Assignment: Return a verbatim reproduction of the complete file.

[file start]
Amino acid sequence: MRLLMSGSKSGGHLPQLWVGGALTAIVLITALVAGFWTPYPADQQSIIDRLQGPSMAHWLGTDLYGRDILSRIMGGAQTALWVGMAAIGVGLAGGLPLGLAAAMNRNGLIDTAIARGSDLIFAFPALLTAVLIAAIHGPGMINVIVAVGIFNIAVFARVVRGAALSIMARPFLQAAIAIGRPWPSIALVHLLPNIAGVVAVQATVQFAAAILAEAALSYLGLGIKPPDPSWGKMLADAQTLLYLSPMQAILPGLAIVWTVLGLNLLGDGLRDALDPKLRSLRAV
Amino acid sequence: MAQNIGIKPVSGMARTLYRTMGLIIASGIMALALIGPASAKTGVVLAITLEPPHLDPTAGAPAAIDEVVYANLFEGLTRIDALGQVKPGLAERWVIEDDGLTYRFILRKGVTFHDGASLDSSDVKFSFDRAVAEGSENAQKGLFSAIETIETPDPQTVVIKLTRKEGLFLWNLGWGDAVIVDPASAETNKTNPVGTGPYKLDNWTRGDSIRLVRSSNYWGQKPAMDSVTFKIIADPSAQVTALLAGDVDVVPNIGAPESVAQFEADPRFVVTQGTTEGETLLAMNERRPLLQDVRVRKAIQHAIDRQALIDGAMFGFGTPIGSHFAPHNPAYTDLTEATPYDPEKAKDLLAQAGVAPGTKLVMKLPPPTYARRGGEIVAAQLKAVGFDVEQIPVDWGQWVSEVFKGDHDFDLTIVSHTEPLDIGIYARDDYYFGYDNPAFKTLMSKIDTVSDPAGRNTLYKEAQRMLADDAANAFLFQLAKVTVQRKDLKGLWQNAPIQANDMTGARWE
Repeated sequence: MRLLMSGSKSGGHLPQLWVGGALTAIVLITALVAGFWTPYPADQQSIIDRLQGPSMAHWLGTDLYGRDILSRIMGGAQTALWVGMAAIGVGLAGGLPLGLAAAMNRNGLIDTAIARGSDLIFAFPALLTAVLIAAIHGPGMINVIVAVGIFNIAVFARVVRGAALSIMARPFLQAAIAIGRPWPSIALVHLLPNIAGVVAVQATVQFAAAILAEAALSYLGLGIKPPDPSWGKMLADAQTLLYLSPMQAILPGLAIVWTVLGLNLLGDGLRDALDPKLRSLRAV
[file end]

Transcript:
Amino acid sequence: MRLLMSGSKSGGHLPQLWVGGALTAIVLITALVAGFWTPYPADQQSIIDRLQGPSMAHWLGTDLYGRDILSRIMGGAQTALWVGMAAIGVGLAGGLPLGLAAAMNRNGLIDTAIARGSDLIFAFPALLTAVLIAAIHGPGMINVIVAVGIFNIAVFARVVRGAALSIMARPFLQAAIAIGRPWPSIALVHLLPNIAGVVAVQATVQFAAAILAEAALSYLGLGIKPPDPSWGKMLADAQTLLYLSPMQAILPGLAIVWTVLGLNLLGDGLRDALDPKLRSLRAV
Amino acid sequence: MAQNIGIKPVSGMARTLYRTMGLIIASGIMALALIGPASAKTGVVLAITLEPPHLDPTAGAPAAIDEVVYANLFEGLTRIDALGQVKPGLAERWVIEDDGLTYRFILRKGVTFHDGASLDSSDVKFSFDRAVAEGSENAQKGLFSAIETIETPDPQTVVIKLTRKEGLFLWNLGWGDAVIVDPASAETNKTNPVGTGPYKLDNWTRGDSIRLVRSSNYWGQKPAMDSVTFKIIADPSAQVTALLAGDVDVVPNIGAPESVAQFEADPRFVVTQGTTEGETLLAMNERRPLLQDVRVRKAIQHAIDRQALIDGAMFGFGTPIGSHFAPHNPAYTDLTEATPYDPEKAKDLLAQAGVAPGTKLVMKLPPPTYARRGGEIVAAQLKAVGFDVEQIPVDWGQWVSEVFKGDHDFDLTIVSHTEPLDIGIYARDDYYFGYDNPAFKTLMSKIDTVSDPAGRNTLYKEAQRMLADDAANAFLFQLAKVTVQRKDLKGLWQNAPIQANDMTGARWE
Repeated sequence: MRLLMSGSKSGGHLPQLWVGGALTAIVLITALVAGFWTPYPADQQSIIDRLQGPSMAHWLGTDLYGRDILSRIMGGAQTALWVGMAAIGVGLAGGLPLGLAAAMNRNGLIDTAIARGSDLIFAFPALLTAVLIAAIHGPGMINVIVAVGIFNIAVFARVVRGAALSIMARPFLQAAIAIGRPWPSIALVHLLPNIAGVVAVQATVQFAAAILAEAALSYLGLGIKPPDPSWGKMLADAQTLLYLSPMQAILPGLAIVWTVLGLNLLGDGLRDALDPKLRSLRAV